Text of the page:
An intriguing little rivalry seems to be playing out between Public Bikes and Republic Bikes. Both are custom bike builders who claim to emulate the Dutch style of urban cycling. Public is the brainchild of Design Within Reach founder Rob Forbes, apparently a very personal project. The bikes are cool, but what is interesting is the co-marketing of Public with Gap apparel. A pop-up bike shop was spotted in the second floor loft of the Market Street Gap in San Francisco, in a space formerly occupied by jeans, clearly telling the Gap faithful that Public’s style is one with theirs. Republic is paired with DWR knock-off CB2, the modern line of Crate and Barrel, and the new catalogue scenes are eerily similar to the imagery presented by Gap. Jeans, Bikes, Mod furniture; the ensemble says it all: you are happening! But wait…Forbes says: “DWR was a profitable, audacious business until the evil forces of mass-market retailing took over.” Style cultures that are hyper-individual might not hold to mass market paradigms.
Social equity ventures such as Barrio Bikes have a more limited footprint but make up for it with sweetness of concept and passion for doing the right thing. At Barrio Bikes, kids work, learning bike repair and jobs skills, while earning credit for bikes of their own. This is personal empowerment for these kids; it comes in the form of mobility, and it will redefine their world.
People who make things are finding ways to express themselves as well as the imagination of their clients. Makers like Palmer at Phoenix Bike and Vine Saccento are crafting unique custom bikes that approach art.
Then there are the multitudes of urban cyclists who are the protagonists of the new urban landscape of mobility: Nic Smith, an architect who builds designer bikes from parts he scraps together off Craig’s List; Carol Johnson, with her stylish Swobo, looks fetching in heels riding to her job as a City Planner; Builder Richard Bistany, with his 25 year old mountain bike and U-Lock; Keith Mulvin and his vintage-assemblage with a load of veggies from the farmers market; chopper-riding baby boomers on Saturday mornings; trick riders on rakish fixies and innumerable cruiser bike riding ASU students. This is about transportation, to some extent, but the human impulse veers away from the mere A to B mentality. In mobility, as in all things urban, personal expression, its practice, and its appreciation, are to credit for this.
The cycling movement and its self-conscious style pretentions have been a thorn in the side of auto culture since early on. Car enthusiasts have certainly tamed their vision, but many cyclists no doubt still feel both threatened by and judgmental of them. And no wonder! In Marinetti’s 1909 Manifesto, he wrote of the thrill ride that inspired his vision:
Death, tamed, went in front of me at each corner offering me his hand nicely, and sometimes lay on the ground with a noise of creaking jaws giving me velvet glances from the bottom of puddles…suddenly there were two cyclists disapproving of me and tottering in front of me like two persuasive but contradictory reasons. Their stupid swaying got in my way. What a bore! Pouah! I stopped short, and in disgust hurled myself — vlan! — head over heels in a ditch. Oh, maternal ditch, half full of muddy water! A factory gutter! I savored a mouthful of strengthening muck…As I raised my body, mud-spattered and smelly, I felt the red hot poker of joy deliciously pierce my heart. A crowd of fishermen and gouty naturalists crowded terrified around this marvel. With patient and tentative care they raised high enormous grappling irons to fish up my car, like a vast shark that had run aground. It rose slowly leaving in the ditch, like scales, its heavy coachwork of good sense and its upholstery of comfort. We thought it was dead, my good shark, but I woke it with a single caress of its powerful back, and it was revived running as fast as it could on its fins.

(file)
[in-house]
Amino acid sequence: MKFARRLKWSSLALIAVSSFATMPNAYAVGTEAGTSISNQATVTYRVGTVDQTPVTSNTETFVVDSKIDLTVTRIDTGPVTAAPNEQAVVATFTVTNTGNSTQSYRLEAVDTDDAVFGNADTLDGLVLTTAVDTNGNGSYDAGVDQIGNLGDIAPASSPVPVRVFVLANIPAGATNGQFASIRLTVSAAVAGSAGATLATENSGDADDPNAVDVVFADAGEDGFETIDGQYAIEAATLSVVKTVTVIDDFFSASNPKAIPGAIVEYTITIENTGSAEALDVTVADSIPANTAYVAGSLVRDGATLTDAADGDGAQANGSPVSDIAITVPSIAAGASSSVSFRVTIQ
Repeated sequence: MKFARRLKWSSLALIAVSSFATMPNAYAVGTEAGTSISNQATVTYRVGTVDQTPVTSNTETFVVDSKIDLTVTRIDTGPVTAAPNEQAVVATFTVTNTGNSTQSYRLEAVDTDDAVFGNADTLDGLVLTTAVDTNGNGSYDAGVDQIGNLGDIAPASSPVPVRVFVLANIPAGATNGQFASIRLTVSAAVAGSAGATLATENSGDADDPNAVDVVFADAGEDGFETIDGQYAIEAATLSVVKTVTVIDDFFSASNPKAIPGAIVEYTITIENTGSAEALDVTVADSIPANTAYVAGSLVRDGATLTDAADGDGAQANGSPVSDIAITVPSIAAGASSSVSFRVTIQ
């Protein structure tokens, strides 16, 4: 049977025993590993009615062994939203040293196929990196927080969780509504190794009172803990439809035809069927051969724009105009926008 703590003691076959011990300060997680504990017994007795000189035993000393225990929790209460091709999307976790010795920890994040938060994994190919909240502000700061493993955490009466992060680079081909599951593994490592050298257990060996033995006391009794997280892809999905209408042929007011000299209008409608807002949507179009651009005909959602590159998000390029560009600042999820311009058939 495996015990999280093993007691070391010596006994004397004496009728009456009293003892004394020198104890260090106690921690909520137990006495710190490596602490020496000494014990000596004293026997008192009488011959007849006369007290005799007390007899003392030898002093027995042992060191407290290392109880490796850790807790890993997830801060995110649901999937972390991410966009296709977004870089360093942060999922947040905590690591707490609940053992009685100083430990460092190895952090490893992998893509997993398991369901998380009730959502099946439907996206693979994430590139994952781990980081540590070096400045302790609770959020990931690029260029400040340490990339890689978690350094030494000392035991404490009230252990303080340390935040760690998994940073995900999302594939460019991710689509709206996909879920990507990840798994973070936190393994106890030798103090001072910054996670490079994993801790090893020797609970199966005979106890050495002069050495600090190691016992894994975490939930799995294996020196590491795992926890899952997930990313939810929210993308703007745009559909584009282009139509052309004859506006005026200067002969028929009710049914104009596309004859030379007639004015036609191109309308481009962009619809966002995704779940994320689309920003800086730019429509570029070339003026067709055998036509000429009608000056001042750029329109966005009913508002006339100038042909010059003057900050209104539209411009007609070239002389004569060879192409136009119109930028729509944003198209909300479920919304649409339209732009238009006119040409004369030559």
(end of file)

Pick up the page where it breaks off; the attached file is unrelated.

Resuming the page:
I’ve been to The Mission, and been nearly run over by track-bike riding hipsters. The irony of these events are amusing, but certainly it is not because anyone needed to be somewhere. Mobility is all about style, it’s all about speed.Tags: abstract speed + sound, apparel, asu, barrio bikes, big city, bike scene, bike snob, Carol Johnson, Central Phoenix, custom bikes, cycle chic, design within reach, early motorist, east camelback road, economic mobility, freeways, FT Marinetti, Futurist Manifesto, gap, giacomo balla, hipsters, keith mulvin, Light Rail, massive street grid, mobility, motorists, nic smith, noise, palmer of phoenix, personal identity, phoenix, phoenix bike, phoenix bike culture, power, public bikes, republic bikes, richard bistany, rob forbes, social equity, social inclusion, social mobility, speed, streetfilms blog, style, style over speed, sue macy, susan b anthony, sustainability freaks, the journey is the goal, The Mission, transportation, urban cyclists, urban plan of phoenix, victory of samothrace, vine saccento, violence, wheels of change how women rode the bicycle to freedom
You write ” Both are custom bike builders who claim to emulate the Dutch style of urban cycling. Public is the brainchild of Design Within Reach founder Rob Forbes, apparently a very personal project. The bikes are cool, but what is interesting is the co-marketing of Public with Gap apparel. A pop-up bike shop was spotted in the second floor loft of the Market Street Gap in San Francisco, in a space formerly occupied by jeans, clearly telling the Gap faithful that Public’s style is one with theirs. Republic is paired with DWR knock-off CB2, the modern line of Crate and Barrel, and the new catalogue scenes are eerily similar to the imagery presented by Gap.”
This suggests that bikes are going to have to appear trendy and fasionable for people to want to use them. Here in Australia, we have a massive impediment to that – the compulsory wearing of bike helmets, which is said to have been singly responsible for reducing bike usage penetration by over 50%.
No point in having fasionable clothes and bikes if you have to weat daggy hats.